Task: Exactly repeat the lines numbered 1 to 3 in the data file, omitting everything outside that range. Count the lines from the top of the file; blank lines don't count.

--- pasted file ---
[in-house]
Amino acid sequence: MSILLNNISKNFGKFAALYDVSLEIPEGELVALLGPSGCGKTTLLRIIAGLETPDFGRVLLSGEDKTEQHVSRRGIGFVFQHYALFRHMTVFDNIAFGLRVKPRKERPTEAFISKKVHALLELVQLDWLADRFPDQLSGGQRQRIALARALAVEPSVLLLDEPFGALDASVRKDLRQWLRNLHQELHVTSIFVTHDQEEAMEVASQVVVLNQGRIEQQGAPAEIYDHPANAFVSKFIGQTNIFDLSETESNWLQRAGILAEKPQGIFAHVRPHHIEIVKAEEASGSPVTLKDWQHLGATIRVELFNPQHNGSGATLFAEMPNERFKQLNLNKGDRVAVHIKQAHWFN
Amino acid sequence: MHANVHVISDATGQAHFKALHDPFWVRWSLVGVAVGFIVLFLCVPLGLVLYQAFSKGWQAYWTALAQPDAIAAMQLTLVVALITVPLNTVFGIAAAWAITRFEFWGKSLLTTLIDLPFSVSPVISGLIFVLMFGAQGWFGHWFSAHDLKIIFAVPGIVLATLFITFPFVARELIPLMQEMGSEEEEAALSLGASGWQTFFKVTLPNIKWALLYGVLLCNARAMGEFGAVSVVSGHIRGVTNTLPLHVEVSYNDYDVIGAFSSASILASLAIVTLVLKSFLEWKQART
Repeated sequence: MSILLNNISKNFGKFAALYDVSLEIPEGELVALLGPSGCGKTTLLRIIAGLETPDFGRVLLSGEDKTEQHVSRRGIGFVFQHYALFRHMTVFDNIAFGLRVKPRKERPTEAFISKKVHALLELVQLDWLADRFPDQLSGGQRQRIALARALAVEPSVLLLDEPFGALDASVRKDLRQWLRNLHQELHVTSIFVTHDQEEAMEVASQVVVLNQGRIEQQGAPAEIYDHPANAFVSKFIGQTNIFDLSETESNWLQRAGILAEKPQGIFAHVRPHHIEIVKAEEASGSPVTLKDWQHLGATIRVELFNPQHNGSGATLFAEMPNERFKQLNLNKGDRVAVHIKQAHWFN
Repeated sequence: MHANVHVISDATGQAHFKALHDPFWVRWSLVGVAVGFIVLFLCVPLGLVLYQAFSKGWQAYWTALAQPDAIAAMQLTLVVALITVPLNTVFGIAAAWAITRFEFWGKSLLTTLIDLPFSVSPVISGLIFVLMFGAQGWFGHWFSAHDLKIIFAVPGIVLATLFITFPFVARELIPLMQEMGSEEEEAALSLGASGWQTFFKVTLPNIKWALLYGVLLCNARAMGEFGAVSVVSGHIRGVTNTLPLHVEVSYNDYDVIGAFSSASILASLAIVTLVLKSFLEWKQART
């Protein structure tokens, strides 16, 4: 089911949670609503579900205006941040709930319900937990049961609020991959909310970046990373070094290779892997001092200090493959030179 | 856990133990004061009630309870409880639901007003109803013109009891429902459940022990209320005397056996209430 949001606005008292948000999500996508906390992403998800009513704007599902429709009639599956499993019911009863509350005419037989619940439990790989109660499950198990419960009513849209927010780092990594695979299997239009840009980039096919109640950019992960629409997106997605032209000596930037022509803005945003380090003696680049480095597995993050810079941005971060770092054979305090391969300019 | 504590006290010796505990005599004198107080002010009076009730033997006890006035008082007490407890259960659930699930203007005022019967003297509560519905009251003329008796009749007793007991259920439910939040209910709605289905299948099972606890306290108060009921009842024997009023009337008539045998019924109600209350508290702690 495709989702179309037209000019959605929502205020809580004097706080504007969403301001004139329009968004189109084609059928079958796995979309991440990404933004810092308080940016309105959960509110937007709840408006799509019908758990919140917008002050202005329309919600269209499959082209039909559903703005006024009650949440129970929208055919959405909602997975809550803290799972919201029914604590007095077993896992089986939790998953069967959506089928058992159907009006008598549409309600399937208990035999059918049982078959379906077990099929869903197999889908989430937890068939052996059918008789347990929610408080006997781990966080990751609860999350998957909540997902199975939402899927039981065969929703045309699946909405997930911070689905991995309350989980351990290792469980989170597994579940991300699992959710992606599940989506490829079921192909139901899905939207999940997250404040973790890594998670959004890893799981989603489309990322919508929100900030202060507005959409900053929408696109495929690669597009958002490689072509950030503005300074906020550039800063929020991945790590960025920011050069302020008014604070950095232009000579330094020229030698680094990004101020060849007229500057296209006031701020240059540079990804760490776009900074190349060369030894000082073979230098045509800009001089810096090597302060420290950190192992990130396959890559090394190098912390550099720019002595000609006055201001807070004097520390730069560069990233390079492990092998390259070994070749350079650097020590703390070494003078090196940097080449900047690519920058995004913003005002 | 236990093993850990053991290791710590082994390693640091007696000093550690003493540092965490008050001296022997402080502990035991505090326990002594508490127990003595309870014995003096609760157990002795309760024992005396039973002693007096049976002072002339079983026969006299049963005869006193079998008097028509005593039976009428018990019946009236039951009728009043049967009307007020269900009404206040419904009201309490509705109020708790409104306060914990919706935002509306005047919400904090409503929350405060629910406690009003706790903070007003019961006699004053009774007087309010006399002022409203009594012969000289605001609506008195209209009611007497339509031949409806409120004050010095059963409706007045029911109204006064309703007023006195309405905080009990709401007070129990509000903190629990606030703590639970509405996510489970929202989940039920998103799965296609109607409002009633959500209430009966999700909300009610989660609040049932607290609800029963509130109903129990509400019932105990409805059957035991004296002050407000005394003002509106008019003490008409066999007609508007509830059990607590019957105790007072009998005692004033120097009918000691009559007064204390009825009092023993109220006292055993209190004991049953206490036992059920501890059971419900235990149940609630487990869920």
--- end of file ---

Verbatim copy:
[in-house]
Amino acid sequence: MSILLNNISKNFGKFAALYDVSLEIPEGELVALLGPSGCGKTTLLRIIAGLETPDFGRVLLSGEDKTEQHVSRRGIGFVFQHYALFRHMTVFDNIAFGLRVKPRKERPTEAFISKKVHALLELVQLDWLADRFPDQLSGGQRQRIALARALAVEPSVLLLDEPFGALDASVRKDLRQWLRNLHQELHVTSIFVTHDQEEAMEVASQVVVLNQGRIEQQGAPAEIYDHPANAFVSKFIGQTNIFDLSETESNWLQRAGILAEKPQGIFAHVRPHHIEIVKAEEASGSPVTLKDWQHLGATIRVELFNPQHNGSGATLFAEMPNERFKQLNLNKGDRVAVHIKQAHWFN
Amino acid sequence: MHANVHVISDATGQAHFKALHDPFWVRWSLVGVAVGFIVLFLCVPLGLVLYQAFSKGWQAYWTALAQPDAIAAMQLTLVVALITVPLNTVFGIAAAWAITRFEFWGKSLLTTLIDLPFSVSPVISGLIFVLMFGAQGWFGHWFSAHDLKIIFAVPGIVLATLFITFPFVARELIPLMQEMGSEEEEAALSLGASGWQTFFKVTLPNIKWALLYGVLLCNARAMGEFGAVSVVSGHIRGVTNTLPLHVEVSYNDYDVIGAFSSASILASLAIVTLVLKSFLEWKQART